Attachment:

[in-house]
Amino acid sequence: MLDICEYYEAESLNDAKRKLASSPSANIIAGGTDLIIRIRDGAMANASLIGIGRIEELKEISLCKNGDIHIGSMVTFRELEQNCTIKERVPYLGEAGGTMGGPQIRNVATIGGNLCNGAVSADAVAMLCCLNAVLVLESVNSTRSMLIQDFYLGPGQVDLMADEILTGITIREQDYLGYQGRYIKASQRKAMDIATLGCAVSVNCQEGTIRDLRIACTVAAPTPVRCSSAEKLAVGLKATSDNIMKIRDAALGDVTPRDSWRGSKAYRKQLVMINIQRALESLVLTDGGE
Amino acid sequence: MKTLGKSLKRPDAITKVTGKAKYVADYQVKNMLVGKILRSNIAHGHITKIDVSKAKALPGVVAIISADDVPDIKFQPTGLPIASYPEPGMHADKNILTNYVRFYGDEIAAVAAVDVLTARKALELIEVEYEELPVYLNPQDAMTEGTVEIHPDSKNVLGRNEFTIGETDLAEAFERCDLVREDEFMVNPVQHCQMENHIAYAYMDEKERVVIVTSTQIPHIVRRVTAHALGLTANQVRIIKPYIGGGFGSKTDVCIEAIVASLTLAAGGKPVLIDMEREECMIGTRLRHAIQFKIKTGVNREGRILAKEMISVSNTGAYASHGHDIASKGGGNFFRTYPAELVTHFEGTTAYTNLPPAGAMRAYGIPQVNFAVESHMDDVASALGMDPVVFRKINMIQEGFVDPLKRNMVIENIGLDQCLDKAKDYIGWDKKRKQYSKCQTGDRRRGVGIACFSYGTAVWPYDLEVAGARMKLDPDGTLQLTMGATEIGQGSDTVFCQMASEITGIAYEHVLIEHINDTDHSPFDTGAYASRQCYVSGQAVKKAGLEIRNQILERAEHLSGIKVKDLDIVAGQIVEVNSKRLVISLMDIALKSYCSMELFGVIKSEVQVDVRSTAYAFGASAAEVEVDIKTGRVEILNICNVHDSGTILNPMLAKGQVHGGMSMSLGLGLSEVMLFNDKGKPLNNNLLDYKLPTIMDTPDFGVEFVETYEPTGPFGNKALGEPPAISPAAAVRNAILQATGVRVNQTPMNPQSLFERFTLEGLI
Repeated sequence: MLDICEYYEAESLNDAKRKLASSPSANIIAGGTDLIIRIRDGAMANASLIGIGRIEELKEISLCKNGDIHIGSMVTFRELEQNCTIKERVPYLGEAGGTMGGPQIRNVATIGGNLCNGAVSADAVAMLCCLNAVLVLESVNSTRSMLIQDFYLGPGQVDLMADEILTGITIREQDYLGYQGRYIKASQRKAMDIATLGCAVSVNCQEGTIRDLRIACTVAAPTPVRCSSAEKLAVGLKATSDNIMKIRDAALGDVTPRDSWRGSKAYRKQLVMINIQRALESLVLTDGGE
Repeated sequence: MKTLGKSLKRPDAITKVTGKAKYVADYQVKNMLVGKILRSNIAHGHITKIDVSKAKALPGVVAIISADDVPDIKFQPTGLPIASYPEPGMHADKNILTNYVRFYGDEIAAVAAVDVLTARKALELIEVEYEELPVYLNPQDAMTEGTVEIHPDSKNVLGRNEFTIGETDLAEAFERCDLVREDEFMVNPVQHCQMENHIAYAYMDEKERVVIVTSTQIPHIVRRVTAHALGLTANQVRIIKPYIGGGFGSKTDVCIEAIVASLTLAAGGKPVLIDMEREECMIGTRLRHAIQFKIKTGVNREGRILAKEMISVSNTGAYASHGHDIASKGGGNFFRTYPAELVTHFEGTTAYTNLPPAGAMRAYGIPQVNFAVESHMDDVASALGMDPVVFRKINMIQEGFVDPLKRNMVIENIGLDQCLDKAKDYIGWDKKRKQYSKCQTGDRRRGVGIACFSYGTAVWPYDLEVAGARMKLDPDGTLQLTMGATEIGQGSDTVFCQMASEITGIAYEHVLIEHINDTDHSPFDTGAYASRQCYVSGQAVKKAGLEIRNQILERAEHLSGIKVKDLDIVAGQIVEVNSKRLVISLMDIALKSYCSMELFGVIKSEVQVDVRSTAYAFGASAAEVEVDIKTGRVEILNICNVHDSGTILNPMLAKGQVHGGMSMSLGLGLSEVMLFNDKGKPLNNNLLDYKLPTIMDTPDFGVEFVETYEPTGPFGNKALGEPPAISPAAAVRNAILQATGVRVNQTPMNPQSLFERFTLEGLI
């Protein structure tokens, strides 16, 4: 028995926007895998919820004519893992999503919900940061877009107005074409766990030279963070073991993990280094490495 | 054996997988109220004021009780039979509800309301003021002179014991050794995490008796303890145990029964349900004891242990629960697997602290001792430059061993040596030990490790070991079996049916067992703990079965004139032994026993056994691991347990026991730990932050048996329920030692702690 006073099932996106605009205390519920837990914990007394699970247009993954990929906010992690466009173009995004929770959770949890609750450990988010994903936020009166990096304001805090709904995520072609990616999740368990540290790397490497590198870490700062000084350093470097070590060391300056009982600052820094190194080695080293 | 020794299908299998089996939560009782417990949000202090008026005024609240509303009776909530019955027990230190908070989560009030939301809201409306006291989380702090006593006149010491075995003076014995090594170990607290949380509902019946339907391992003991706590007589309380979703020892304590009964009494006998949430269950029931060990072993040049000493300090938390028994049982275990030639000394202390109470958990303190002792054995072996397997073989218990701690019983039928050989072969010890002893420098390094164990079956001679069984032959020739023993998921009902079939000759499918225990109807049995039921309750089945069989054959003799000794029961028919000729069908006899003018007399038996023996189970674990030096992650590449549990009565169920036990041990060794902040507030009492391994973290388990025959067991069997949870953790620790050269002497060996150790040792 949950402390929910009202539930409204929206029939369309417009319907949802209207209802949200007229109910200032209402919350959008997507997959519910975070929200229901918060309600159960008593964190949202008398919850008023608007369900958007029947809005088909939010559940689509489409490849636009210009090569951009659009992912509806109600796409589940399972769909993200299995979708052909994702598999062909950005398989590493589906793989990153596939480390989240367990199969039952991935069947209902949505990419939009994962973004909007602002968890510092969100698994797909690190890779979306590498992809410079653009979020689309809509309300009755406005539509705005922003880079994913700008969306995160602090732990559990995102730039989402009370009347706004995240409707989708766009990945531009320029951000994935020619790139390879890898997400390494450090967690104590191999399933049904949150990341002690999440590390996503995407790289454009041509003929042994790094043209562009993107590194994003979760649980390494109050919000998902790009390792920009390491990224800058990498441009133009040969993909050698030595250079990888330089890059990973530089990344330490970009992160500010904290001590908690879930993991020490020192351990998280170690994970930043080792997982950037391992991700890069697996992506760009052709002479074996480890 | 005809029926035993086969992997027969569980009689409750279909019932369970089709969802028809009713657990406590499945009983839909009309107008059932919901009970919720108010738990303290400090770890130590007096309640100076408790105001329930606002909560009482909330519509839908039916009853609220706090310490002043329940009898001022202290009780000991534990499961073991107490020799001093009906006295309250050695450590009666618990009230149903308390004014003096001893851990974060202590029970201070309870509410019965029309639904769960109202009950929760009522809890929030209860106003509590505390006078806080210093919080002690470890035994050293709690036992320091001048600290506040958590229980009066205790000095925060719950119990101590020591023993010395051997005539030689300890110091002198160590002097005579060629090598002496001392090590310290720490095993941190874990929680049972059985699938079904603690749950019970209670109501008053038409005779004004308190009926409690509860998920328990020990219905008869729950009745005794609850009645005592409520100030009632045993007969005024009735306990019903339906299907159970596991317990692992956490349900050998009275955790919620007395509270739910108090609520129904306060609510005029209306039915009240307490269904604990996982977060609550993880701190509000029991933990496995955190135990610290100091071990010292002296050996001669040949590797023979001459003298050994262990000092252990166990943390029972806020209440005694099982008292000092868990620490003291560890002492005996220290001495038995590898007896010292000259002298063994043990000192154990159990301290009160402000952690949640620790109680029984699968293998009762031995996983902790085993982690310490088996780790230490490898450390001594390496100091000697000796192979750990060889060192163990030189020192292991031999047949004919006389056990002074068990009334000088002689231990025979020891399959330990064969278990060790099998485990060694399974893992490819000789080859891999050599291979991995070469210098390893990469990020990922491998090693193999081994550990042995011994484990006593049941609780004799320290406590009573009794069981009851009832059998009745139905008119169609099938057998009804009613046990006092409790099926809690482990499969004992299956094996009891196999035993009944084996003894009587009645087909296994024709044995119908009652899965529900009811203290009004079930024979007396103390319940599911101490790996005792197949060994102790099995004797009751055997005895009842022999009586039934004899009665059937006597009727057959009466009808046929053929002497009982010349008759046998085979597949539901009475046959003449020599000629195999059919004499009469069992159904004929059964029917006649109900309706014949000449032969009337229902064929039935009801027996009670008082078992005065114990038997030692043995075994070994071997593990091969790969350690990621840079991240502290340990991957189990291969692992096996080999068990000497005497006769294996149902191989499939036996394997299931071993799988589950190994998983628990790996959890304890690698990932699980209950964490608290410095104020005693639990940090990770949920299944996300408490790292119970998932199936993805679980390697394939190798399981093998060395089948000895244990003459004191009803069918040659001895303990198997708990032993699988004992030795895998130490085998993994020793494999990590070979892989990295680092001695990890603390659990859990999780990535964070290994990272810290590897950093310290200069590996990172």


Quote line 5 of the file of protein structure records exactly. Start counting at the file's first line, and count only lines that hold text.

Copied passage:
Repeated sequence: MKTLGKSLKRPDAITKVTGKAKYVADYQVKNMLVGKILRSNIAHGHITKIDVSKAKALPGVVAIISADDVPDIKFQPTGLPIASYPEPGMHADKNILTNYVRFYGDEIAAVAAVDVLTARKALELIEVEYEELPVYLNPQDAMTEGTVEIHPDSKNVLGRNEFTIGETDLAEAFERCDLVREDEFMVNPVQHCQMENHIAYAYMDEKERVVIVTSTQIPHIVRRVTAHALGLTANQVRIIKPYIGGGFGSKTDVCIEAIVASLTLAAGGKPVLIDMEREECMIGTRLRHAIQFKIKTGVNREGRILAKEMISVSNTGAYASHGHDIASKGGGNFFRTYPAELVTHFEGTTAYTNLPPAGAMRAYGIPQVNFAVESHMDDVASALGMDPVVFRKINMIQEGFVDPLKRNMVIENIGLDQCLDKAKDYIGWDKKRKQYSKCQTGDRRRGVGIACFSYGTAVWPYDLEVAGARMKLDPDGTLQLTMGATEIGQGSDTVFCQMASEITGIAYEHVLIEHINDTDHSPFDTGAYASRQCYVSGQAVKKAGLEIRNQILERAEHLSGIKVKDLDIVAGQIVEVNSKRLVISLMDIALKSYCSMELFGVIKSEVQVDVRSTAYAFGASAAEVEVDIKTGRVEILNICNVHDSGTILNPMLAKGQVHGGMSMSLGLGLSEVMLFNDKGKPLNNNLLDYKLPTIMDTPDFGVEFVETYEPTGPFGNKALGEPPAISPAAAVRNAILQATGVRVNQTPMNPQSLFERFTLEGLI